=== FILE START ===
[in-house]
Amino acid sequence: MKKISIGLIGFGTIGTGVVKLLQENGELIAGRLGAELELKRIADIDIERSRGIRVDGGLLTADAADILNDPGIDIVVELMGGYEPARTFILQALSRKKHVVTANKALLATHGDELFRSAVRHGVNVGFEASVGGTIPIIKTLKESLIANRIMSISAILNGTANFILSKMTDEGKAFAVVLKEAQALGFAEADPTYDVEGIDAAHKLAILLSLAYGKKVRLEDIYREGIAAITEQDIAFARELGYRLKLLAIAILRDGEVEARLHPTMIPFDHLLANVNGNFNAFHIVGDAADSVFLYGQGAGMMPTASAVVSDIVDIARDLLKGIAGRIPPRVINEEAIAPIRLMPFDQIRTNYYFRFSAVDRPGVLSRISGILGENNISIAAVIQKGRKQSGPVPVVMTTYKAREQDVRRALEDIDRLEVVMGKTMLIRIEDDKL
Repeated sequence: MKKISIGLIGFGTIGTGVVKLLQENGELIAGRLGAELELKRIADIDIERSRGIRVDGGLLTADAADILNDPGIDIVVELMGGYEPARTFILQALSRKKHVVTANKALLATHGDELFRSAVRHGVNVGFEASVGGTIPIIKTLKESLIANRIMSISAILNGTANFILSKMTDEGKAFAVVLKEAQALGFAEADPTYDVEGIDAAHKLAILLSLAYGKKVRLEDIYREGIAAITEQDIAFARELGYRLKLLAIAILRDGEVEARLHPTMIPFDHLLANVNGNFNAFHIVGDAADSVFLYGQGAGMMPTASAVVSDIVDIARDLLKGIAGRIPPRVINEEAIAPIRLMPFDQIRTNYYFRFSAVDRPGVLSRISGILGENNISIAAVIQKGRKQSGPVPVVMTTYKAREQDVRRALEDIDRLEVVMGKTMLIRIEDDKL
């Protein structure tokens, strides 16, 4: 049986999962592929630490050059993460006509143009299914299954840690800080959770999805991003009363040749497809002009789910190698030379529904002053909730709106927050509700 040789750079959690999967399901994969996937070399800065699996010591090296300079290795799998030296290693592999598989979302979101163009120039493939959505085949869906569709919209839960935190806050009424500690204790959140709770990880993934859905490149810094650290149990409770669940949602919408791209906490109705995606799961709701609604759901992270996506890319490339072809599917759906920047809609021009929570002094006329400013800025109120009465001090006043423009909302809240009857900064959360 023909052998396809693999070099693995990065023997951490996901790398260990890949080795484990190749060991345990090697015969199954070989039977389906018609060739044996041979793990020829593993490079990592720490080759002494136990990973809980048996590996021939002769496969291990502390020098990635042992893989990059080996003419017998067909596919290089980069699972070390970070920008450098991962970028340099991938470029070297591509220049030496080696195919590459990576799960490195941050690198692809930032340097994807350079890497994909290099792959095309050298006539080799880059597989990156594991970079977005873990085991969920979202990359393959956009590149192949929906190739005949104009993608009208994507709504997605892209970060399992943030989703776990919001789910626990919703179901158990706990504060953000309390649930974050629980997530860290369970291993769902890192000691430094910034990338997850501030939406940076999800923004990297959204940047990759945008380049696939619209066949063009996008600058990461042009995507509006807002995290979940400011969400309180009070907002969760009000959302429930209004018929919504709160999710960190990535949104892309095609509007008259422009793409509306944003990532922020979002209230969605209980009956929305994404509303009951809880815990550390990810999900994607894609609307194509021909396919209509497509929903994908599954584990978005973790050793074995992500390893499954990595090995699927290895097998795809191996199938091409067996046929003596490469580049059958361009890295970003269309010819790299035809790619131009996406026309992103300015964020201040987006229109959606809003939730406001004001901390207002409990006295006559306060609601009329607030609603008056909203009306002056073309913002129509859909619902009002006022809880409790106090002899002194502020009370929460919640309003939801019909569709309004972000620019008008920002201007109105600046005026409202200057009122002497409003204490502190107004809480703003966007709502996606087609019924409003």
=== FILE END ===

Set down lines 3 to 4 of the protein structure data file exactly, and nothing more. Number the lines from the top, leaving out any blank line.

Repeated sequence: MKKISIGLIGFGTIGTGVVKLLQENGELIAGRLGAELELKRIADIDIERSRGIRVDGGLLTADAADILNDPGIDIVVELMGGYEPARTFILQALSRKKHVVTANKALLATHGDELFRSAVRHGVNVGFEASVGGTIPIIKTLKESLIANRIMSISAILNGTANFILSKMTDEGKAFAVVLKEAQALGFAEADPTYDVEGIDAAHKLAILLSLAYGKKVRLEDIYREGIAAITEQDIAFARELGYRLKLLAIAILRDGEVEARLHPTMIPFDHLLANVNGNFNAFHIVGDAADSVFLYGQGAGMMPTASAVVSDIVDIARDLLKGIAGRIPPRVINEEAIAPIRLMPFDQIRTNYYFRFSAVDRPGVLSRISGILGENNISIAAVIQKGRKQSGPVPVVMTTYKAREQDVRRALEDIDRLEVVMGKTMLIRIEDDKL
């Protein structure tokens, strides 16, 4: 049986999962592929630490050059993460006509143009299914299954840690800080959770999805991003009363040749497809002009789910190698030379529904002053909730709106927050509700 040789750079959690999967399901994969996937070399800065699996010591090296300079290795799998030296290693592999598989979302979101163009120039493939959505085949869906569709919209839960935190806050009424500690204790959140709770990880993934859905490149810094650290149990409770669940949602919408791209906490109705995606799961709701609604759901992270996506890319490339072809599917759906920047809609021009929570002094006329400013800025109120009465001090006043423009909302809240009857900064959360 023909052998396809693999070099693995990065023997951490996901790398260990890949080795484990190749060991345990090697015969199954070989039977389906018609060739044996041979793990020829593993490079990592720490080759002494136990990973809980048996590996021939002769496969291990502390020098990635042992893989990059080996003419017998067909596919290089980069699972070390970070920008450098991962970028340099991938470029070297591509220049030496080696195919590459990576799960490195941050690198692809930032340097994807350079890497994909290099792959095309050298006539080799880059597989990156594991970079977005873990085991969920979202990359393959956009590149192949929906190739005949104009993608009208994507709504997605892209970060399992943030989703776990919001789910626990919703179901158990706990504060953000309390649930974050629980997530860290369970291993769902890192000691430094910034990338997850501030939406940076999800923004990297959204940047990759945008380049696939619209066949063009996008600058990461042009995507509006807002995290979940400011969400309180009070907002969760009000959302429930209004018929919504709160999710960190990535949104892309095609509007008259422009793409509306944003990532922020979002209230969605209980009956929305994404509303009951809880815990550390990810999900994607894609609307194509021909396919209509497509929903994908599954584990978005973790050793074995992500390893499954990595090995699927290895097998795809191996199938091409067996046929003596490469580049059958361009890295970003269309010819790299035809790619131009996406026309992103300015964020201040987006229109959606809003939730406001004001901390207002409990006295006559306060609601009329607030609603008056909203009306002056073309913002129509859909619902009002006022809880409790106090002899002194502020009370929460919640309003939801019909569709309004972000620019008008920002201007109105600046005026409202200057009122002497409003204490502190107004809480703003966007709502996606087609019924409003």